Russia, Turkey clinch South Stream

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Russia said Wednesday it had clinched a deal with Turkey allowing it to lay the South Stream natural gas pipeline to Europe through its territorial waters.

The announcement delivers a vital boost to Moscow's hopes of building the link by the end of 2015 and beating a rival US-backed project that is still struggling to get off the ground.

The pipe would run under the sea from energy fields in Russia to the Balkans and eventually pump up to 63 billion cubic metres (2.2 trillion cubic feet) of gas per year to markets stretching from Italy and Slovenia.

"I would like to thank Turkey for its decision to issue final approval to construct the South Stream pipeline through Turkey's special economic zone," Putin said during talks with the visiting Turkish Energy Minister Taner Yildiz.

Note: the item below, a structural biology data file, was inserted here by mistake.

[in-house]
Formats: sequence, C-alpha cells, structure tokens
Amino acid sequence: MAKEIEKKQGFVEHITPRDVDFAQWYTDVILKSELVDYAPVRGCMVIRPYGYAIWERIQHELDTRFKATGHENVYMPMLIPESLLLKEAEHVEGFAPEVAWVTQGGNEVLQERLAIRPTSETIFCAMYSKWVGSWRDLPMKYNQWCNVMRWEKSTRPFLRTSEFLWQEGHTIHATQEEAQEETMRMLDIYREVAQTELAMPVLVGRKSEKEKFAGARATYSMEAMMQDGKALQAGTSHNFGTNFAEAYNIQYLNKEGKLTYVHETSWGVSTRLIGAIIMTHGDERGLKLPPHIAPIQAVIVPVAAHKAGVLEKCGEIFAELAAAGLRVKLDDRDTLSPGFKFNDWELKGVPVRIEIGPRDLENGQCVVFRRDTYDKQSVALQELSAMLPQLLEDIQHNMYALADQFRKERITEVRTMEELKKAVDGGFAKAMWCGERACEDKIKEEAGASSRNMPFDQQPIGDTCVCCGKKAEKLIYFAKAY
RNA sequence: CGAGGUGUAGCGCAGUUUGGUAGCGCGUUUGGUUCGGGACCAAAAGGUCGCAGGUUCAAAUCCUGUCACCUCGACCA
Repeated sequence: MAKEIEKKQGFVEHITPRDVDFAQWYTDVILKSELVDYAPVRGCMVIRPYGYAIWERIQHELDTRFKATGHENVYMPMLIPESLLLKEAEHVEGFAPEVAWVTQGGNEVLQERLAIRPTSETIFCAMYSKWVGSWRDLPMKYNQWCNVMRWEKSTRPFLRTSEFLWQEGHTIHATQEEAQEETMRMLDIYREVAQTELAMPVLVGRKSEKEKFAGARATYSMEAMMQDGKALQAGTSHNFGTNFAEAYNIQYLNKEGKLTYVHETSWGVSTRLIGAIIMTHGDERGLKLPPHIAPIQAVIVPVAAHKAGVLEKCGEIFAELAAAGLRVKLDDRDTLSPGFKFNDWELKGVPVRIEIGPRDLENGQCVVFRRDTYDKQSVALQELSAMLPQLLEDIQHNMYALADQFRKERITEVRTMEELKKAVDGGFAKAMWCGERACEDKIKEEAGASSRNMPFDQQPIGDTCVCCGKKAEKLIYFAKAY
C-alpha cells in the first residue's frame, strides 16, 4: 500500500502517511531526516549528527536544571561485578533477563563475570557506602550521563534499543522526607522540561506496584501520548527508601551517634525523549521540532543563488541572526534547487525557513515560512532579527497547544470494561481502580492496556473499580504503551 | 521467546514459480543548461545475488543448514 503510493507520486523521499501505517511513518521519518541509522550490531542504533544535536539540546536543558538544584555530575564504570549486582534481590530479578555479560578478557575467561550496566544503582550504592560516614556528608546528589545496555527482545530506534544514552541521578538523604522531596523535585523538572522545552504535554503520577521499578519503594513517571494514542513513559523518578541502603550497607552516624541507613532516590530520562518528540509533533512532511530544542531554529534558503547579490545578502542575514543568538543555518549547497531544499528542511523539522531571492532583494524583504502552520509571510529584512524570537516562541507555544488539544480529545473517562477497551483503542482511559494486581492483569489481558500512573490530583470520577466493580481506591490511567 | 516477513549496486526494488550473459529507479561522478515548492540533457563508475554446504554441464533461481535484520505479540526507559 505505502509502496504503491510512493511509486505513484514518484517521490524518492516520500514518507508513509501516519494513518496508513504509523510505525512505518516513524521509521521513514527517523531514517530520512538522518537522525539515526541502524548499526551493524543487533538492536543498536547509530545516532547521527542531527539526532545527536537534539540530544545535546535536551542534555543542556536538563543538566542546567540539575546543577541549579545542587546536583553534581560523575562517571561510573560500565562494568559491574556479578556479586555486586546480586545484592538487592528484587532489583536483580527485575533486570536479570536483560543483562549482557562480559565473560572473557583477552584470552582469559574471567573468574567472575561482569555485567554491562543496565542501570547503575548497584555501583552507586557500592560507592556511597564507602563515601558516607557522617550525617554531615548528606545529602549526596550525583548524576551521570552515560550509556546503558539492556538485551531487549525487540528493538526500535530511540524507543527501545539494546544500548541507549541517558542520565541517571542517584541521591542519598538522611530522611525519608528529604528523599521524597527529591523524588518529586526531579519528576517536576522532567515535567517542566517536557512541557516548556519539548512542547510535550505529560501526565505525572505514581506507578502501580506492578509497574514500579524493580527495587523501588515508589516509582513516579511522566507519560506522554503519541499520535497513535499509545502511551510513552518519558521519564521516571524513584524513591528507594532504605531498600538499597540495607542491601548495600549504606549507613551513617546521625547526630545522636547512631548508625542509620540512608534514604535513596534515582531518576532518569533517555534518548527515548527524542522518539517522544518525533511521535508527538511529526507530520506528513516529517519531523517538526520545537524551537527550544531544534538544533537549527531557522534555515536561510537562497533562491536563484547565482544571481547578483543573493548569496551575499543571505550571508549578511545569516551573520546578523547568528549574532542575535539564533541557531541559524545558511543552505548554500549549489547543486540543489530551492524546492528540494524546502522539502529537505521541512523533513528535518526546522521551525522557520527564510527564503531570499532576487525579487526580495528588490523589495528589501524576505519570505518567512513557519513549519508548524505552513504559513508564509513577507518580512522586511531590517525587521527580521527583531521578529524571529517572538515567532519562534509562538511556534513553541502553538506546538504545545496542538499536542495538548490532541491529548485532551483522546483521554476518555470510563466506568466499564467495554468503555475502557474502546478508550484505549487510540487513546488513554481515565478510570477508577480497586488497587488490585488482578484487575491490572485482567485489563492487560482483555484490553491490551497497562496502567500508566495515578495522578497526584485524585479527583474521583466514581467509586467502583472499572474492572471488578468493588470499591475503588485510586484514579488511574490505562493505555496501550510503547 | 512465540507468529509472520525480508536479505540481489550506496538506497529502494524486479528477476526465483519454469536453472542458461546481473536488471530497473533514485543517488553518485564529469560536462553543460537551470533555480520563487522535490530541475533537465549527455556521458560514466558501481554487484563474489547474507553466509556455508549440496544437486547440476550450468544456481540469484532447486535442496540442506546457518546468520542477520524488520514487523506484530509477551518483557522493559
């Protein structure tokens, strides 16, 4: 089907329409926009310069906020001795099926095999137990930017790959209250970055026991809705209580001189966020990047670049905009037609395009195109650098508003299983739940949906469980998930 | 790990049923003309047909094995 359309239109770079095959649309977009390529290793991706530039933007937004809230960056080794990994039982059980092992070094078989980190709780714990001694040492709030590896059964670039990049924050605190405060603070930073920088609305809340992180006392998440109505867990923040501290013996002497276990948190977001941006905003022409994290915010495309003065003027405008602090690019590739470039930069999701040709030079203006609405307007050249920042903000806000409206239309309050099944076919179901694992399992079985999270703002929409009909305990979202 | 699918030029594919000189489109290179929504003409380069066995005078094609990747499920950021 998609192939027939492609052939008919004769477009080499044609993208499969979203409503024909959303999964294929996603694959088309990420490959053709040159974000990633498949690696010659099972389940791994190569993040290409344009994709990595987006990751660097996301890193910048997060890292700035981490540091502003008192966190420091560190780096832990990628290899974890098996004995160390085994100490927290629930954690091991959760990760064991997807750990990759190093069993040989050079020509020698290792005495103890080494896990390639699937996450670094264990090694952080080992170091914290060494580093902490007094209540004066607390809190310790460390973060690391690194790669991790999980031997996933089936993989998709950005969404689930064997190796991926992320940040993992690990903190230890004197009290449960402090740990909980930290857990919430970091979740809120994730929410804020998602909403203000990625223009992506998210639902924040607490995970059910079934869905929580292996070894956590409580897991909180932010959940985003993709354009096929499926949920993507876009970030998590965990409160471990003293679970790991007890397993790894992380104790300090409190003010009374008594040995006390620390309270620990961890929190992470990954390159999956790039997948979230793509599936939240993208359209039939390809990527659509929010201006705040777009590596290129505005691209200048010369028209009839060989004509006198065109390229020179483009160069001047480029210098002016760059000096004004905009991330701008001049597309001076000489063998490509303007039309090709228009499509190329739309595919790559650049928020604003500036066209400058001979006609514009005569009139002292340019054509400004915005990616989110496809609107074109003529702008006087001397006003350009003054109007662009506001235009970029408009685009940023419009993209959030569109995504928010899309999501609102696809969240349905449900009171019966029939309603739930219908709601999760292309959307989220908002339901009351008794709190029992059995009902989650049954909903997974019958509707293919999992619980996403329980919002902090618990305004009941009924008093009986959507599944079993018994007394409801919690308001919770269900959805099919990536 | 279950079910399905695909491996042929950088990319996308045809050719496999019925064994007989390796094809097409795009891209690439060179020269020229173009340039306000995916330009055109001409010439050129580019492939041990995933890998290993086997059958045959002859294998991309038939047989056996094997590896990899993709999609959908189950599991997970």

Russia's state-run energy giant Gazprom said it had also resolved a deliveries dispute with Turkey that saw Ankara revoke a contract with Russia earlier this year.

Gazprom said delivery terms for both the Western Pipeline to Istanbul and the Blue Stream pipeline under the Black Sea had been agreed through the end of 2012.

Terms of the agreement were not disclosed but the Russian media had earlier reported that Turkey was purposely delaying its approval of the South Stream route in order to bargain for lower prices.

South Stream has remained a controversial project because it threatens to increase further Russia's current dominance in the European natural gas market.

EU states receive more than a quarter of their gas from the world's largest energy producer and had been seeking to limit that dominance by diversifying import sources and breaking up Gazprom's grip on European energy routes.

Gazprom argues the link will only improve delivery reliability and help meet growing demand.

The project was originally conceived jointly by Gazprom and the Italian energy firm ENI and formally joined in September by Germany's Wintershall and the French power producer EDF.

© 2011 AFP

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